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17th-Century Farthing Trade Tokens

The copper money of Ireland is earlier in date than that of England; pennies and halfpennies of that metal having been issued by command of Queen Elizabth. The patent farthings of James I and Charles I circulated equally in both countries. Soon after the Restoration, Charles II granted a patent to Sir Thomas Armstrong for coining copper farthings; those which were issued by him average twenty-five grains in weight; but as he was not allowed by the chief Governor of Ireland to make use of his grant, very few were struck.

The five pieces of money of necessity, as called by Dr. Aquilla Smith, stand first in order of date, having been issued in 1646. Six varieties are known, three of which are dated, and were struck at Youghal and Cork. The Kerry town-piece, No. 503, is the same shape and rude execution, and may have been struck about the same time, or even earlier.

As the tokens of this kingdom are not numberous, they are placed in the alphabetical order of the towns. All the thirty-two counties issued them except Mayo; for the County of Clare there is only one; Fermanagh is only represented by Enniskillen; Leitrim has but one token, issued at Manorhamilton; Longford, three tokens, of Bellinalee, Edgworthstown, and Longford. The city of Dublin issued one hundred and fifty, about one-fifth of the entire number; the Metropolis of Ireland consequently occupies a lower position in regard to that kingdom than the Metropolis of England does to the whol country, the latter having nearly one-third the entire series. The county of Antrim has seventy tokens distributed among twelve towns; Cork forty-two tokens to fourteen towns; and Tipperary thirty-one tokens to ten towns. Town-pieces were issued in Bandon, Belfast, Cork, Dingle, Dublin, Dundalk, Kerry, Killkenny, Kinsale, Limerick, Waterford and Youghal.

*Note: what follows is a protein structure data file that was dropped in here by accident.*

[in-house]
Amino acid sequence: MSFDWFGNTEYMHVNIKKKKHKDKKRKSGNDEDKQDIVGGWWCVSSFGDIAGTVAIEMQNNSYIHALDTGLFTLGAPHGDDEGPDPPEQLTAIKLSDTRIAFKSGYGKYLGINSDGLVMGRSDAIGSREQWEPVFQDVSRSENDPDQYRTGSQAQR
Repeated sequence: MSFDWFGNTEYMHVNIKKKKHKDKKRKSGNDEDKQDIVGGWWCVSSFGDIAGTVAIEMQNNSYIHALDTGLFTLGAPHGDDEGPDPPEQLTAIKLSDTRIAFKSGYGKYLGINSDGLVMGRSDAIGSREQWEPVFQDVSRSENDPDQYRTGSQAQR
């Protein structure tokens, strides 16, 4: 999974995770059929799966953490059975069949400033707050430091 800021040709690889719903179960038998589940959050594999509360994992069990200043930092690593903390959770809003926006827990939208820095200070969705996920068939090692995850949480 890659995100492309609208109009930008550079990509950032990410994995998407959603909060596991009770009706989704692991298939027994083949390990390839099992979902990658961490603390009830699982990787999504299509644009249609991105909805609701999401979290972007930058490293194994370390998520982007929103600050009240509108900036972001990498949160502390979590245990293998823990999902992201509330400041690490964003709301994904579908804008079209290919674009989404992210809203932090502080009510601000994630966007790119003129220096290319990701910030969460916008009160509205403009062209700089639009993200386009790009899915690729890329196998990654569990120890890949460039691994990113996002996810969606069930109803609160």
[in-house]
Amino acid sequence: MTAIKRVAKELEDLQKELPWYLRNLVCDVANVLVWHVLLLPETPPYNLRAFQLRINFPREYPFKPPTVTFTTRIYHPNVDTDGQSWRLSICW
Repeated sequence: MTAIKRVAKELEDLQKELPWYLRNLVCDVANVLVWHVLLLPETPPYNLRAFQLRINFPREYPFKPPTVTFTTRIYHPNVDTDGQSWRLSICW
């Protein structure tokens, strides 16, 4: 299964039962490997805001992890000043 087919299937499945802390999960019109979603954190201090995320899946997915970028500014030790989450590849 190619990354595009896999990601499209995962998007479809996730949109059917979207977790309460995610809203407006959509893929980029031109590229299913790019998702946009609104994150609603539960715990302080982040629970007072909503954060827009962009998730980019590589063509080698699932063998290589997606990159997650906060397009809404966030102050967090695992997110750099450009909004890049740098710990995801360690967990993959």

The Irish tokens are very different from those of England, in being generally of a smaller size, in proportion to their value, and in the great preponderance of pennies, many of them being no larger than the smallest English farthings; the business of the issuer is commonly expressed by the word MERCHANT, which is rarely found on those of England.

Two proclamations were issued in 1661, prohibiting the issue of tokens; this will acount for the rarity of the dates 1660, 1661, and 1662, of which years this list furnishes but two examples, viz., Hen. Coker, of Drogheda, 1660, and Thomas Cook, of Michelstown, 1661. In 1663 they seemed to have been issued as before, and were continued til 1673, when, on October 17, a proclamation forbade anyone to issue them without license from his Majesty; this seems to have checked their circulation. Probably about this period some of the older tokens were counterstruck, to make them pass at a lower value. There are twenty-two tokens of various dates from 1673 to 1679, but they are of a different style of work; two of them issued at Cork and Kinsale, have inscribed edges.

In 1680 Sir Thomas Armstrong obtained another patent from the King to make copper halfpence. When a sufficient quantity had been struck by the patentee, the Lord-Lieutenant, by a proclamation, declared them the current coin of the realm, and forbade the use of traders' tokens, and from this time their circulation appears to have ceased.

Dr. Aquilla Smith, M.R.I.A., of Dublin, has most obligingly given me descriptions of the principal portion of the Irish tokens, placing at my disposal the whole of the very valuable manuscripts and the stores of accumulated information on the subject, the result of many years of labour. I am also indebted to Mr. J. Davis White, of Cashel; the Rev. Canon Hayman, of Youghal; Mr. R. Malcolmson, of Carlow; the Rev. Canon Grainer, D.D.; W. Fraser, Esq.; and W. J. Gillespie, Esq., and others for constant and most kindly aid, and for many particulars of tokens from their cabinets, and of valuable notes as to issuers. To each and to all my hearty thanks are respectfully tendered.

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